Mission, Motivation, and the Active Decision to Work for a Social Cause
Nonprofit and Voluntary Sector Quarterly,
The mission of a job affects the type of worker attracted to an organization but may also provide incentives to an existing workforce. We conducted a natural field experiment with 246 short-term workers. We randomly allocated some of these workers to either a prosocial or a commercial job. Our data suggest that the mission of a job has a performance-enhancing motivational impact on particular individuals only, those with a prosocial attitude. However, the mission is very important if it has been actively selected. Those workers who have chosen to contribute to a social cause outperform the ones randomly assigned to the same job by about half a standard deviation. This effect seems to be a universal phenomenon that is not driven by information about the alternative job, the choice itself, or a particular subgroup.
The maths behind gut decisions First carefully weigh up the costs and benefits and then make a rational...
Transformation tables for administrative borders in Germany
Transformation tables for administrative borders in Germany The state has the ability...
Transformation tables for administrative borders in Germany – data In order to...
Speed Projects On this page, you will find the IWH EXplore Speed Projects in...
Cultural Resilience, Religion, and Economic Recovery: Evidence from the 2005 Hurricane Season
IWH Discussion Papers,
This paper investigates the critical role of religion in the economic recovery after high-impact natural disasters. Exploiting the 2005 hurricane season in the southeast United States, we document that establishments in counties with higher religious adherence rates saw a significantly stronger recovery in terms of productivity for 2005-2010. Our results further suggest that a particular religious denomination does not drive the effect. We observe that different aspects of religion, such as adherence, shared experiences from ancestors, and institutionalised features, all drive the effect on recovery. Our results matter since they underline the importance of cultural characteristics like religion during and after economic crises.
Supranational Rules, National Discretion: Increasing versus Inflating Regulatory Bank Capital?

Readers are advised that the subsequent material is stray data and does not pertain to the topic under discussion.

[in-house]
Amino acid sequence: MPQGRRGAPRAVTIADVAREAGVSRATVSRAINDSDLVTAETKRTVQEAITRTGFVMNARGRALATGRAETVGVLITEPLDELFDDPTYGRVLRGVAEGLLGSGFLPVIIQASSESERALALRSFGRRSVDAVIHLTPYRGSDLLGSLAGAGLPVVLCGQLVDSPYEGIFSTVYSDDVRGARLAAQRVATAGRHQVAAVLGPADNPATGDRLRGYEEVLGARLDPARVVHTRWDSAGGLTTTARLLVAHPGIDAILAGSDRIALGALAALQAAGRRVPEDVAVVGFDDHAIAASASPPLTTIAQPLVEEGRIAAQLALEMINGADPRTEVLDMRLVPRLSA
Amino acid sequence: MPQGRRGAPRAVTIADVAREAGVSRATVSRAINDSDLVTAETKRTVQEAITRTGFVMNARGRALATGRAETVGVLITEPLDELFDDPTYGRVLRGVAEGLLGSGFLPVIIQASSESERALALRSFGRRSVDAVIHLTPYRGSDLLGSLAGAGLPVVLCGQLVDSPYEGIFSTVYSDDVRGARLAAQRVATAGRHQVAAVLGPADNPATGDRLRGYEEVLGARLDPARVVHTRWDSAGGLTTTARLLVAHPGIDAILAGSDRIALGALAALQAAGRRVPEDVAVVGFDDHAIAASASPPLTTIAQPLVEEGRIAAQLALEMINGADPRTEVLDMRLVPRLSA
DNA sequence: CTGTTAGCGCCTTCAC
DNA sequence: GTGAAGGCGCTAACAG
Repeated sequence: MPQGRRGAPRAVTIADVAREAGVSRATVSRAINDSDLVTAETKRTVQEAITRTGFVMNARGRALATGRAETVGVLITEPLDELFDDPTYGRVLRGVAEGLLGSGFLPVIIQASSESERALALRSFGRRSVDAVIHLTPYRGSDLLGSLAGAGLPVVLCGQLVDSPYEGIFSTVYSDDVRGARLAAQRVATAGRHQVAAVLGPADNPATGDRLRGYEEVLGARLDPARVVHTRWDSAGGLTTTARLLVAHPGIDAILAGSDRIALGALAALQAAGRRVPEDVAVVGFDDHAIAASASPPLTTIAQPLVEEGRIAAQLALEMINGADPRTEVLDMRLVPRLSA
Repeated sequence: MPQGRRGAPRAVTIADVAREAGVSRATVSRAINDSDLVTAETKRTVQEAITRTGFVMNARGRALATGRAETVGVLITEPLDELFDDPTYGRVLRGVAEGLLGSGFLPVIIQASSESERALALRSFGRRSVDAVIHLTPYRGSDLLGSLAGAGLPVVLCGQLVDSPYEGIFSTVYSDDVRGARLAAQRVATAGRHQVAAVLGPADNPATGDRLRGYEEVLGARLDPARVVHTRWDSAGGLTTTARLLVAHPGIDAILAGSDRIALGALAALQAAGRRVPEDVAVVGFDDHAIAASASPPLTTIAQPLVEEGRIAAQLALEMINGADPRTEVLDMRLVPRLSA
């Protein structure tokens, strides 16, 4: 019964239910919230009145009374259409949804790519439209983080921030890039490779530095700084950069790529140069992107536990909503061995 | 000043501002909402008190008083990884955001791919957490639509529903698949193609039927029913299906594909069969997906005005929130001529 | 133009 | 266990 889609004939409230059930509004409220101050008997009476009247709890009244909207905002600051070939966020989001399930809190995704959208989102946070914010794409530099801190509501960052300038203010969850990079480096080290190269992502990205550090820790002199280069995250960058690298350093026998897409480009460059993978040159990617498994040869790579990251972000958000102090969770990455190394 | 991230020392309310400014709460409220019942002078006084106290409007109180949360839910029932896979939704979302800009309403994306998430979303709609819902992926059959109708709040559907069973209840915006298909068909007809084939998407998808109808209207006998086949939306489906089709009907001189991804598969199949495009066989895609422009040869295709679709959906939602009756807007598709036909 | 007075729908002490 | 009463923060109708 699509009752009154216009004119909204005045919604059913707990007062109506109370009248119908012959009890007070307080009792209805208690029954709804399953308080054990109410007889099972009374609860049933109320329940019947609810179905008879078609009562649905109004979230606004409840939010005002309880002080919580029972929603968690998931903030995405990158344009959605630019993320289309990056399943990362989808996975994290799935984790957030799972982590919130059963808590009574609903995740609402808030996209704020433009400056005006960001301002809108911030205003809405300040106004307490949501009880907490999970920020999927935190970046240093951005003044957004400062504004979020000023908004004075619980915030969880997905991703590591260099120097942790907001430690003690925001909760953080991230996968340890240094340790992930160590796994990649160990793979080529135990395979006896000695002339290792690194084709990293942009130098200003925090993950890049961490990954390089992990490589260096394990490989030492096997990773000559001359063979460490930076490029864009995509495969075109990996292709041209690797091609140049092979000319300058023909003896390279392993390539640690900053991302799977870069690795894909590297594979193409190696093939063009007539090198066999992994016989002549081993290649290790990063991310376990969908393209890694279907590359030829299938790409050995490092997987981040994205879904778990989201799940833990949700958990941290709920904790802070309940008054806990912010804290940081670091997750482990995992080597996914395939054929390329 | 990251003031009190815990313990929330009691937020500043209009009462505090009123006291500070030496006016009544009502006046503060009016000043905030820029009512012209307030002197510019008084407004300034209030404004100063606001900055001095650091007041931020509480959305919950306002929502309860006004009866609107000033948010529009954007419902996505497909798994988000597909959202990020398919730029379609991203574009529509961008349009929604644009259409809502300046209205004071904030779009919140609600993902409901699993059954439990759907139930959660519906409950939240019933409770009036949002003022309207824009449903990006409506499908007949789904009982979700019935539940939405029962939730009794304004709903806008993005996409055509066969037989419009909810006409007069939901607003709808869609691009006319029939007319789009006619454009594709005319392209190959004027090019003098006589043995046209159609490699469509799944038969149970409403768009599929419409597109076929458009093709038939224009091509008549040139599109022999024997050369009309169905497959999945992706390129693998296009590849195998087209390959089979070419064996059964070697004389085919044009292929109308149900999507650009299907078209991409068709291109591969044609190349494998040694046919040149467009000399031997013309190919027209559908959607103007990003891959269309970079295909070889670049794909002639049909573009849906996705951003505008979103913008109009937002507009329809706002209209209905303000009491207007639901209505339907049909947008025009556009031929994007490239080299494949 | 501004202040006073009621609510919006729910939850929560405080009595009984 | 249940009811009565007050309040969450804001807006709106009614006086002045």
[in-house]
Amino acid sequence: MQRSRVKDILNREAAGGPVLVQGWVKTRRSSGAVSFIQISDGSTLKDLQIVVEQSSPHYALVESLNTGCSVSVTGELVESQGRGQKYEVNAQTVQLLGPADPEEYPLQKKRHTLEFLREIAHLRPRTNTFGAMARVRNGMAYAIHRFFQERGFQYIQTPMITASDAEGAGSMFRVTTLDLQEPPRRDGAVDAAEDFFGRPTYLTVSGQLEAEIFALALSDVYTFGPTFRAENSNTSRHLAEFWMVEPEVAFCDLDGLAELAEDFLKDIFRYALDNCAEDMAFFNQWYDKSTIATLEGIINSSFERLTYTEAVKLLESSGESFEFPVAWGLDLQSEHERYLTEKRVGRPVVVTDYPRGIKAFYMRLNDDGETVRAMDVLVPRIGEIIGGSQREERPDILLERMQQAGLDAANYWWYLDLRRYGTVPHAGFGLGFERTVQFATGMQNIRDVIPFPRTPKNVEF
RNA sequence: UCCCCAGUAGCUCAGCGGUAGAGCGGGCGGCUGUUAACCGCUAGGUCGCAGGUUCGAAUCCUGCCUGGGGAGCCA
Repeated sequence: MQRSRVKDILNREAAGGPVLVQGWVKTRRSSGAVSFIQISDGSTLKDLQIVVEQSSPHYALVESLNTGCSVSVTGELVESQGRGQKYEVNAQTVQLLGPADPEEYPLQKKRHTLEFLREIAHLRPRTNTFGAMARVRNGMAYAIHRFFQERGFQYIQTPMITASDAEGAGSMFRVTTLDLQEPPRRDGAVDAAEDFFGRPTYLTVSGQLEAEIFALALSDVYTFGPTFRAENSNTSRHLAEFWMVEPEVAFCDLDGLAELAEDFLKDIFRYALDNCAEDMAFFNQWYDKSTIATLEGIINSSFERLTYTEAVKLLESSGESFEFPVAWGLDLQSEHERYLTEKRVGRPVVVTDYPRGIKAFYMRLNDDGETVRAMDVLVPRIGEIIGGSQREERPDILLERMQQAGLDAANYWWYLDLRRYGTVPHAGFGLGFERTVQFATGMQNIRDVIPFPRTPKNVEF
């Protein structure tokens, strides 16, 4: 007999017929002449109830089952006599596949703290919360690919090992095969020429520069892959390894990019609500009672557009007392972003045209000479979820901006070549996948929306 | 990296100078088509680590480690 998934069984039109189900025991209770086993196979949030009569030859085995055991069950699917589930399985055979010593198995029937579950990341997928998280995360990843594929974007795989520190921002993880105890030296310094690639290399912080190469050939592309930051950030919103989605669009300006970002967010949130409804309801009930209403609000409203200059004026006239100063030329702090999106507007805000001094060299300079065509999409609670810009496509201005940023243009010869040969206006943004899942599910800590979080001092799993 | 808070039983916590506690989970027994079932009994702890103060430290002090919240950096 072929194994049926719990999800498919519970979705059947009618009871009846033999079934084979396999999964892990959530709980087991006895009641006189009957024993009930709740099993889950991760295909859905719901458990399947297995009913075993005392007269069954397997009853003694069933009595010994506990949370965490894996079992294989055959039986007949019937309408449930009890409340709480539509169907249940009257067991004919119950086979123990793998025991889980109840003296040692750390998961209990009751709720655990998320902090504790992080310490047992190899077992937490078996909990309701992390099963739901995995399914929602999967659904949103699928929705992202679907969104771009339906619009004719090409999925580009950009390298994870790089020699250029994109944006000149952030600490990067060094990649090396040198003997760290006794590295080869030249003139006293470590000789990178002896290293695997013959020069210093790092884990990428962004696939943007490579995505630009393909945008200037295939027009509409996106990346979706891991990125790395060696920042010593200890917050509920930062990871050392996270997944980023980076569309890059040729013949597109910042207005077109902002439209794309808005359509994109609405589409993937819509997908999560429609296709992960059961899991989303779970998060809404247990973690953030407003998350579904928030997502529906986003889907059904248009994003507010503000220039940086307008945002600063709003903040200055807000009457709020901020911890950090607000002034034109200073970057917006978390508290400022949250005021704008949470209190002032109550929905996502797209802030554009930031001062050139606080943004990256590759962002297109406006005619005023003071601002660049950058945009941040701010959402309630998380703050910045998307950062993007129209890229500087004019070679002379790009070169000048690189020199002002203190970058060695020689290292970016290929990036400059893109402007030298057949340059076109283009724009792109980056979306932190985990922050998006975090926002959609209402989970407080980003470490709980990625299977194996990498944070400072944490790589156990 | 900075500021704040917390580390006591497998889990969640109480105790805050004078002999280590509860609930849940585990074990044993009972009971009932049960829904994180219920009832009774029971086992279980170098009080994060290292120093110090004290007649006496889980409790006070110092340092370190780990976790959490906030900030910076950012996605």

Centre for Economic Policy Research Discussion Papers,
We study how higher capital requirements introduced at the supranational and implemented at the national level affect the regulatory capital of banks across countries. Using the 2011 EBA capital exercise as a quasi-natural experiment, we find that affected banks inflate their levels of regulatory capital without a commensurate increase in their book equity and without a reduction in bank risk. This observed regulatory capital inflation is more pronounced in countries where credit supply is expected to tighten. Our results suggest that national authorities forbear their domestic banks to meet supranational requirements, with a focus on short-term economic considerations.
Public Bank Guarantees and Allocative Efficiency
Journal of Monetary Economics,
A natural experiment and matched bank/firm data are used to identify the effects of bank guarantees on allocative efficiency. We find that with guarantees in place unproductive firms receive larger loans, invest more, and maintain higher rates of sales and wage growth. Moreover, firms produce less productively. Firms also survive longer in banks’ portfolios and those that enter guaranteed banks’ portfolios are less profitable and productive. Finally, we observe fewer economy-wide firm exits and bankruptcy filings in the presence of guarantees. Overall, the results are consistent with the idea that guaranteed banks keep unproductive firms in business for too long.
Wage Delegation in the Field
Journal of Economics & Management Strategy,
By conducting a natural field experiment, we analyze the managerial policy of delegating the wage choice to employees. We find that this policy enhances performance significantly, which is remarkable since allocated wage premiums of the same size have no effect at all. Observed self‐imposed wage restraints and absence of negative peer effects speak in favor of wage delegation, although the chosen wage premium levels severely dampen its net value. Additional experimental and survey data provide important insights into employees' underlying motivations.